Japan to launch bank-deposit-backed digital currency in this year

A new digital currency backed by bank deposits is set for a test run in Japan as early as this year, an effort that will involve the nation’s top banks and about 70 other companies and organizations.

The test run will focus on the digital currency’s feasibility for low-cost business transactions, such as large payments between companies. The group aims to bring the currency into circulation as soon as the latter half of 2022.

The Digital Currency Forum announced the trial on Wednesday. The forum includes MUFG Bank, Sumitomo Mitsui Banking Corp., Mizuho Bank, Japan Post Bank and the Nippon Telegraph and Telephone group.

East Japan Railway — which operates Tokyo’s busy Yamanote Line — top trading house Mitsubishi Corp., Kansai Electric Power and retail giant Seven & i Holdings are also part of the forum.

Japan’s Financial Services Agency and Bank of Japan will be on hand as observers.

The currency’s provisional name is DCJPY. Tests will begin this year or early next year to gauge the digital currency’s ability to handle business-to-business transactions and electric power trading.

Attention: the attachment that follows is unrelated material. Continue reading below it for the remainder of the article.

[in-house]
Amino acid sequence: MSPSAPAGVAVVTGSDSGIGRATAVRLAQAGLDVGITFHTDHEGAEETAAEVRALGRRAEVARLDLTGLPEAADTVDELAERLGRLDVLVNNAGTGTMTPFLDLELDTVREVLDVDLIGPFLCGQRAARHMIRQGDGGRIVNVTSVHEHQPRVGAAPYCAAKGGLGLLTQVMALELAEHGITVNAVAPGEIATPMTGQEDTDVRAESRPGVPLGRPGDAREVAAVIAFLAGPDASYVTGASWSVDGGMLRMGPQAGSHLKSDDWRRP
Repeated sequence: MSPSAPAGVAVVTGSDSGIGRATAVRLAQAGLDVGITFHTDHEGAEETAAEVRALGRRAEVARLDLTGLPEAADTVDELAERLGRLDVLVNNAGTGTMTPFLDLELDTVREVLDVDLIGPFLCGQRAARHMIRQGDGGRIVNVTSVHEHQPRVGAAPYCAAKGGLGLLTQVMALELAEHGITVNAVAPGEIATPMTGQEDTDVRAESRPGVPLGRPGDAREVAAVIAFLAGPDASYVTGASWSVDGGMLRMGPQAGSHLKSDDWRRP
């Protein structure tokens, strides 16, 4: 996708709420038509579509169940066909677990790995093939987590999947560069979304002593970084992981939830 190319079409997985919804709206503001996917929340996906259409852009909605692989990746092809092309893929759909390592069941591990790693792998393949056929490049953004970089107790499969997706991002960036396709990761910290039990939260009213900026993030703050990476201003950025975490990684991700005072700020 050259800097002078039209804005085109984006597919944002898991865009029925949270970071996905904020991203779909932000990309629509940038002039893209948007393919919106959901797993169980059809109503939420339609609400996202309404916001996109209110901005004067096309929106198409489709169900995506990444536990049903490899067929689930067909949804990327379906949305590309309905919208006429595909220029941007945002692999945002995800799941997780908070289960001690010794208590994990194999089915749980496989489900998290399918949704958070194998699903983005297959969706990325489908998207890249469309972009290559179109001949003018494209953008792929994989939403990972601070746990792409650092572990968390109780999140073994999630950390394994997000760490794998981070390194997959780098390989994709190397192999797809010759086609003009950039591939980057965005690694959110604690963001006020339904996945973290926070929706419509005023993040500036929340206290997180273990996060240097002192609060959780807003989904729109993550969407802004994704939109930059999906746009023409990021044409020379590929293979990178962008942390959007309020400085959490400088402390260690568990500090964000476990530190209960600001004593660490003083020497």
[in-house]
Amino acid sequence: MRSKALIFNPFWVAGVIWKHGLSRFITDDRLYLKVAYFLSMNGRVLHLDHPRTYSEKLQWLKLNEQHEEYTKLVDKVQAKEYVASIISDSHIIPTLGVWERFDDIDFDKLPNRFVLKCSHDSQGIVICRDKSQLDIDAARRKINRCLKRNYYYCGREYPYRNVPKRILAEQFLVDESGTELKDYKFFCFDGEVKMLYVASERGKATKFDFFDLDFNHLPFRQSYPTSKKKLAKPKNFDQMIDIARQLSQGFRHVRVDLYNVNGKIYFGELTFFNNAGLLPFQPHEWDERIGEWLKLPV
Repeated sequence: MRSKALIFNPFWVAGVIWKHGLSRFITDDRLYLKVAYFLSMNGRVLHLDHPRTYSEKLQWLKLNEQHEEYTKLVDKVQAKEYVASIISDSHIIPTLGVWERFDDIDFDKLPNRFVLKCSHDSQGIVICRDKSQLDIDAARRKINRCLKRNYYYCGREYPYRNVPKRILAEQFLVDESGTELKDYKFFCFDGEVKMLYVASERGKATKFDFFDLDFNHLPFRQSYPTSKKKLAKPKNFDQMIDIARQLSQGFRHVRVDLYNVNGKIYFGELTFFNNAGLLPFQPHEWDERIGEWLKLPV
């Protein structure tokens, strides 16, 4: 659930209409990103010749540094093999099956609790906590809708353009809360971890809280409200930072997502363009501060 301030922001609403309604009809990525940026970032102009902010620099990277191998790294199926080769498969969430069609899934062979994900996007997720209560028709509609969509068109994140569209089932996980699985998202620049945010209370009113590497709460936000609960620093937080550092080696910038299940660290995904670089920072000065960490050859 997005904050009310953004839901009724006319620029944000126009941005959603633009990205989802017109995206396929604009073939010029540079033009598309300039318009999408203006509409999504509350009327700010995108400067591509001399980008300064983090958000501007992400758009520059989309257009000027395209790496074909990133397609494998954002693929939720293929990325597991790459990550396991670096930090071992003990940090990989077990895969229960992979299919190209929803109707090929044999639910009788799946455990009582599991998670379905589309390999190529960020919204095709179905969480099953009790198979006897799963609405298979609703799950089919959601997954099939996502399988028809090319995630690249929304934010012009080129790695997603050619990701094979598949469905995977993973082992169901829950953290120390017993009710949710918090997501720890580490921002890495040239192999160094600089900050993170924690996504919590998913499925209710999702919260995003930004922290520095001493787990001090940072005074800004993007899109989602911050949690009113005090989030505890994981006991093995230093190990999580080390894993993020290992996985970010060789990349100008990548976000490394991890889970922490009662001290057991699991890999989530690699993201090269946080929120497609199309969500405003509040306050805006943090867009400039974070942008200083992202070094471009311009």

DCJPY will use the blockchain distributed ledger technology and be backed by bank deposits. Users can start making transactions in the digital currency once they open an account.

It is expected to be used by domestic corporations and individuals, with the minimum transaction value set at 1 yen (less than 1 cent).

Electronic money is widely used in Japan as tens of millions of commuters carry Suica and Pasmo train passes that double as smart cards, but mostly for small consumer transactions.

While e-money typically cannot be converted back into cash once put on a card, digital currencies can be exchanged freely, making them more useful for businesses.

A payment platform with broad participation across different industries has the potential to improve the speed of transfers and payments while also bringing down transaction costs. Backing the currency with bank deposits is meant to bolster its credibility.

A number of the world’s central banks are launching digital currencies or considering it. The Bank of Japan does not have concrete plans to issue a digital currency at this time. But it will start second-phase experiments this coming April, focusing on conversions between digital currency and cash, as well as potential cooperation with private-sector settlement mechanisms.

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